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A Guide to Understanding and Performing all Appropriate Validation Steps When Adopting a New Endotoxin Testing Reagent

Limitations of Common Endotoxin Testing Solutions The adaptation of in-house endotoxin testing for a pharmaceutical or medical device manufacturer can be a daunting task. Many small-volume manufacturers find themselves in one of two common situations. Either they are utilising a contract testing organisation (CTO) and paying a great deal of costs, or they have adopted a solution that is set up by the manufacturer with much of the validation services outsourced.

A potential limitation of these methods is cost. Utilising a CTO is appealing to low-volume manufacturers. However, it can be a limitation to expansion as testing costs increase with volume. A system that does not allow versatility in reagent usage can lock the client into manufacturers’ costs and price increases.

However, an even bigger drawback to both situations is the lack of testing control and feedback that the user receives for each method. The disadvantage to the convenience of a contract testing service is the increase in time to results as well as greater limitations on the frequency of testing monitoring. In-house testing can provide results in an hour or less if needed. This nearly real-time feedback on the quality of the manufacturing process is invaluable to the trend monitoring of the manufacturing process.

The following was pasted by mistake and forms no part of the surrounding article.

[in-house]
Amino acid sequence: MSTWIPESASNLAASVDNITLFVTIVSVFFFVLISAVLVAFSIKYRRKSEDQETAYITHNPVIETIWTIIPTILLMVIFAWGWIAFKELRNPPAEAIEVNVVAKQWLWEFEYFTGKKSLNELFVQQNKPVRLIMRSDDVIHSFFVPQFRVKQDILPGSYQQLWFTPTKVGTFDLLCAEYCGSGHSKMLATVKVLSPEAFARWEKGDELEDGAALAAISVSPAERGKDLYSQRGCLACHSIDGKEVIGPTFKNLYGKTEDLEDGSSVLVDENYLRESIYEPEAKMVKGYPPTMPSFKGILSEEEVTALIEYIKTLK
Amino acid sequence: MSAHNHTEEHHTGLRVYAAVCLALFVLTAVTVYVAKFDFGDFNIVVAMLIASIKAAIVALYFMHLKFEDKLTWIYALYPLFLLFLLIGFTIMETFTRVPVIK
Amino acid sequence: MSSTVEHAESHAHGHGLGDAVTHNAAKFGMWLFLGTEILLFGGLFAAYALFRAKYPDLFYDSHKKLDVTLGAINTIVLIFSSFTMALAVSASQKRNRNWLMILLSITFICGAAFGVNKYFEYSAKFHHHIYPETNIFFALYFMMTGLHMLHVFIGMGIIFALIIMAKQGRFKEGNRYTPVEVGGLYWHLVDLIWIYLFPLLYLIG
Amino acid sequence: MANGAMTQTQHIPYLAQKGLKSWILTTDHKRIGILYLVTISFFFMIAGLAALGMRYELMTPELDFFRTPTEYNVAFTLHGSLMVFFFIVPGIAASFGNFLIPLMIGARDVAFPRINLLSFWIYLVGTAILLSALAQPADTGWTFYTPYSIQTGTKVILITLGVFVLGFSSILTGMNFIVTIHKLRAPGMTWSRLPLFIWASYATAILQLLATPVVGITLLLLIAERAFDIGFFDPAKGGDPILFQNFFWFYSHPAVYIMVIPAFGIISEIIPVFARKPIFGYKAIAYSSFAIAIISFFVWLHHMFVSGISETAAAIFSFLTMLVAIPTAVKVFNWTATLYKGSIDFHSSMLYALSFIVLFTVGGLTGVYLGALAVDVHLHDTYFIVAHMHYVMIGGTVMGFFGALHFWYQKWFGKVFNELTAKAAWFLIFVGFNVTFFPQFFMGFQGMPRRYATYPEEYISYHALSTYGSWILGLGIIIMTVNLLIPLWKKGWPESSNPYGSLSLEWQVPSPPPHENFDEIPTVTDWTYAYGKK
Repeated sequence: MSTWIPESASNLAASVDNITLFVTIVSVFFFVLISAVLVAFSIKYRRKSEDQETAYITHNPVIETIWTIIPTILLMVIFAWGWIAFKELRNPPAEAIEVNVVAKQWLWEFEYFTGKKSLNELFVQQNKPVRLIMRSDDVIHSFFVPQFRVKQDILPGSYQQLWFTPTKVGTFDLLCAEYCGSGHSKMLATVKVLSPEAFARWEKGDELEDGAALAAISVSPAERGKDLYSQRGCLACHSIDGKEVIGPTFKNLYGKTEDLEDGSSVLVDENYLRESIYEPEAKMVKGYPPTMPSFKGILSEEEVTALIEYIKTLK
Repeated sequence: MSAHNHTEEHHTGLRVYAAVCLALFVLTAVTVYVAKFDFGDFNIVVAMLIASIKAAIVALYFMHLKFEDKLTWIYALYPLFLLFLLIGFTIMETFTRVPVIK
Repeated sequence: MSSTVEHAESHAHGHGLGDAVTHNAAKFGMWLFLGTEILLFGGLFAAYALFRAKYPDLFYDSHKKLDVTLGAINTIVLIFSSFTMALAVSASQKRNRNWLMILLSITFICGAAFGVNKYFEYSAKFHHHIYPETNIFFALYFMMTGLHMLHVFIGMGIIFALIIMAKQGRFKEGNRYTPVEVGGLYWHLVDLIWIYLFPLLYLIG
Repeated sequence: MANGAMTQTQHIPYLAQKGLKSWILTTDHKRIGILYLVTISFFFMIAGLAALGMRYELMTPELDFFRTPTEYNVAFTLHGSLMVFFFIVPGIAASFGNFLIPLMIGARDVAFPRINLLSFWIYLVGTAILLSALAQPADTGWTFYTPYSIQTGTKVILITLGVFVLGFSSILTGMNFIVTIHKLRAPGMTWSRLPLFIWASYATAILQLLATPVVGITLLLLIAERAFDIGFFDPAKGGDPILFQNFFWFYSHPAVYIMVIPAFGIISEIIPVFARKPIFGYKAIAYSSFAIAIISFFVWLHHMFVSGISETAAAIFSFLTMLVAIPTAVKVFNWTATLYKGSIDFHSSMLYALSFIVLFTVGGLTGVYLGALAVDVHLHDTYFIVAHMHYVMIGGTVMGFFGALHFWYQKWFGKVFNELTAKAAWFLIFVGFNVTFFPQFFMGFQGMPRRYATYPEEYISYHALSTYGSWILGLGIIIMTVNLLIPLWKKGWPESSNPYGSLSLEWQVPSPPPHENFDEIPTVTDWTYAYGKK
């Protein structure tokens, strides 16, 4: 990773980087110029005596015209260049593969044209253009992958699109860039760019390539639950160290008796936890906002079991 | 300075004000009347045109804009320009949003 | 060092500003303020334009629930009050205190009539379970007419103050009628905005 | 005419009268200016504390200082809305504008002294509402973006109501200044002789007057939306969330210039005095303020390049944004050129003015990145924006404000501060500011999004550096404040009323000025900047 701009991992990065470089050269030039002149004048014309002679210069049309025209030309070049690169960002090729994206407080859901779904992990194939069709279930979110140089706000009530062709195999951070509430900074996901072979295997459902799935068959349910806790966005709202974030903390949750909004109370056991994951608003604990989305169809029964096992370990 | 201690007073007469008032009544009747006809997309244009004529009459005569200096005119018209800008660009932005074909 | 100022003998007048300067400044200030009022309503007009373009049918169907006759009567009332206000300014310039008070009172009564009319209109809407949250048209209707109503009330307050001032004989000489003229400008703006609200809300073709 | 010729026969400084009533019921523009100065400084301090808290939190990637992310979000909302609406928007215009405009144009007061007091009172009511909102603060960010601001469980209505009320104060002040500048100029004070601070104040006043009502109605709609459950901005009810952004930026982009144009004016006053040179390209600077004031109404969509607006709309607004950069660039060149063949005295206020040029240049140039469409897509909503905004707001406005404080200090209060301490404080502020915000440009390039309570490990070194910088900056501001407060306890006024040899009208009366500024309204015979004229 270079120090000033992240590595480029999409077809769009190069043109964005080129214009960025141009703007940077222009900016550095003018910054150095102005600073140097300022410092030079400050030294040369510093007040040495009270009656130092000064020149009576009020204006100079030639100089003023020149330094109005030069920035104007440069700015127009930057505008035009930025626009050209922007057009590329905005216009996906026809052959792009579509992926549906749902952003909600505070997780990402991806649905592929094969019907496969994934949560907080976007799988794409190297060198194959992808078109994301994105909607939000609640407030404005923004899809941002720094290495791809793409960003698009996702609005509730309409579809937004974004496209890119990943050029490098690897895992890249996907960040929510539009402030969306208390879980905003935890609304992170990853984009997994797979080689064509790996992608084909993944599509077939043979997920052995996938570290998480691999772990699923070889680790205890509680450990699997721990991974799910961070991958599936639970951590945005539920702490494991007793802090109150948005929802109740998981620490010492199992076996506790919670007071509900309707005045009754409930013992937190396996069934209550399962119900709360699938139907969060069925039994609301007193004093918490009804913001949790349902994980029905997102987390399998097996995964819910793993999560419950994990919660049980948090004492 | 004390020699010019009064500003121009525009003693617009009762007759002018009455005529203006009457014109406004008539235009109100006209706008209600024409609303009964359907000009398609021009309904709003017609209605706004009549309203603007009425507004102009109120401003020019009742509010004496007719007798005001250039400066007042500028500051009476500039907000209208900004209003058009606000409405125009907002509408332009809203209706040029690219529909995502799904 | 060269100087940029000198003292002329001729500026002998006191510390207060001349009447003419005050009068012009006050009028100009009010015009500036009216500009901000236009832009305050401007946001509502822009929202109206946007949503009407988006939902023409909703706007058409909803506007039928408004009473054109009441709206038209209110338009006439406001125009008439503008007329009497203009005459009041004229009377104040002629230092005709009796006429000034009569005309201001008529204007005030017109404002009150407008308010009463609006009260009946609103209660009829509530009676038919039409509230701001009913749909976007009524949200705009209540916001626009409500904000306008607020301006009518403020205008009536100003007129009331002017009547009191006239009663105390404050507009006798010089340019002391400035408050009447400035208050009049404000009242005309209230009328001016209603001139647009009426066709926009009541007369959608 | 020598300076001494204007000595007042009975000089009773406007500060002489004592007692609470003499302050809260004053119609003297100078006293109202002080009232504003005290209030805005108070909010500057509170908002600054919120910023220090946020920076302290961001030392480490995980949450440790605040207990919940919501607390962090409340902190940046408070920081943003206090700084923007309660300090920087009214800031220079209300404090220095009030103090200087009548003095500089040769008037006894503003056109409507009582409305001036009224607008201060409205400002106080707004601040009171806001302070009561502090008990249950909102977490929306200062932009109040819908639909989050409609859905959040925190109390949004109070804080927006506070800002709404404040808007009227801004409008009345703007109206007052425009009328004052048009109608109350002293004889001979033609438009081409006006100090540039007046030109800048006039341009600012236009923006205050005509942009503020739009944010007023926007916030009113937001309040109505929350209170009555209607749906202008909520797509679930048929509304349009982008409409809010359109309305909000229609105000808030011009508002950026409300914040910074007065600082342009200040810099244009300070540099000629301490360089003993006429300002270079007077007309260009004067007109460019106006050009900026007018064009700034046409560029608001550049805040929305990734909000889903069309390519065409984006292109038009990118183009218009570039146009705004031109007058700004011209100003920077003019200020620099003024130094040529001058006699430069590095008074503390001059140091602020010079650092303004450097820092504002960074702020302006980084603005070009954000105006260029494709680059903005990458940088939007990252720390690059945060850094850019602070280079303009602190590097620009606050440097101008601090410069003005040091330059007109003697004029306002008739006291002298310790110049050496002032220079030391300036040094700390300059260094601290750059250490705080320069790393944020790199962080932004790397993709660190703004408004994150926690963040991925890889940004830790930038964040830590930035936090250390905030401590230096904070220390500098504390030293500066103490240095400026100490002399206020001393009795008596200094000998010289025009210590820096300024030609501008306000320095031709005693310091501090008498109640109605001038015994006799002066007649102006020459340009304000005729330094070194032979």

Dangers of Improperly Performed Analytical Methods Validation

Real-time feedback can be provided by seemingly attractive solutions. Some solutions utilise outsourced verification data provided by the manufacturer. This provides the convenience of having preparatory tests being done offsite – outsourcing much of the validation. However, a great limitation of this method is that the routine testing takes place in a different location with different analysts, accessories, and accompanying instruments, which may not fully support the verification test requirements stated in USP chapter 85: “To assure the precision or validity of the turbidimetric and chromogenic techniques, preparatory tests are conducted to verify that the criteria for the standard curve are valid and that the sample solution does not interfere with the test. Validation for the test method is required when conditions that are likely to influence the test result change.” Although an outsourced standard curve may technically check the requirements, it assumes that changing “conditions that are likely to influence the test result” is not a factor between the different locations, personnel, equipment, and accessories in and with which the validation testing and the routine testing takes place.

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